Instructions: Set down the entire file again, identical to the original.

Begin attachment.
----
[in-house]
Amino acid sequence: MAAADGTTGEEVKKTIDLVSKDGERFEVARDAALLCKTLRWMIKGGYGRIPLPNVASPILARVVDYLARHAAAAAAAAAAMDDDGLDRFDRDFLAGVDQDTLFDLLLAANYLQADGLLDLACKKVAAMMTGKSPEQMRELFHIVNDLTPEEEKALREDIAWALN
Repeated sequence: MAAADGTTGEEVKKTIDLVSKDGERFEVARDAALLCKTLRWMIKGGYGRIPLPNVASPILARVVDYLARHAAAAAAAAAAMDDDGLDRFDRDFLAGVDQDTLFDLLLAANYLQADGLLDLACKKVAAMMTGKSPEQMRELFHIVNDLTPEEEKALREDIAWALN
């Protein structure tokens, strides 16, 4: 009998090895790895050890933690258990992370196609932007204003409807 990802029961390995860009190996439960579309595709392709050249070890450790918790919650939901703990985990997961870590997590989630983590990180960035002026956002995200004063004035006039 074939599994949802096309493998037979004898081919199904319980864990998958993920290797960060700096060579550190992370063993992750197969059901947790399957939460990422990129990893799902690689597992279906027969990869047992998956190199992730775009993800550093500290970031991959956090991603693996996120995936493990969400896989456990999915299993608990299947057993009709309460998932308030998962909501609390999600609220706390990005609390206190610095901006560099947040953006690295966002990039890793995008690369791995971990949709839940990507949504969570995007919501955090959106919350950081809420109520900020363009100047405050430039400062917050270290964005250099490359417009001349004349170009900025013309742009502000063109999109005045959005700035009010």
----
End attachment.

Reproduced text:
[in-house]
Amino acid sequence: MAAADGTTGEEVKKTIDLVSKDGERFEVARDAALLCKTLRWMIKGGYGRIPLPNVASPILARVVDYLARHAAAAAAAAAAMDDDGLDRFDRDFLAGVDQDTLFDLLLAANYLQADGLLDLACKKVAAMMTGKSPEQMRELFHIVNDLTPEEEKALREDIAWALN
Repeated sequence: MAAADGTTGEEVKKTIDLVSKDGERFEVARDAALLCKTLRWMIKGGYGRIPLPNVASPILARVVDYLARHAAAAAAAAAAMDDDGLDRFDRDFLAGVDQDTLFDLLLAANYLQADGLLDLACKKVAAMMTGKSPEQMRELFHIVNDLTPEEEKALREDIAWALN
């Protein structure tokens, strides 16, 4: 009998090895790895050890933690258990992370196609932007204003409807 990802029961390995860009190996439960579309595709392709050249070890450790918790919650939901703990985990997961870590997590989630983590990180960035002026956002995200004063004035006039 074939599994949802096309493998037979004898081919199904319980864990998958993920290797960060700096060579550190992370063993992750197969059901947790399957939460990422990129990893799902690689597992279906027969990869047992998956190199992730775009993800550093500290970031991959956090991603693996996120995936493990969400896989456990999915299993608990299947057993009709309460998932308030998962909501609390999600609220706390990005609390206190610095901006560099947040953006690295966002990039890793995008690369791995971990949709839940990507949504969570995007919501955090959106919350950081809420109520900020363009100047405050430039400062917050270290964005250099490359417009001349004349170009900025013309742009502000063109999109005045959005700035009010």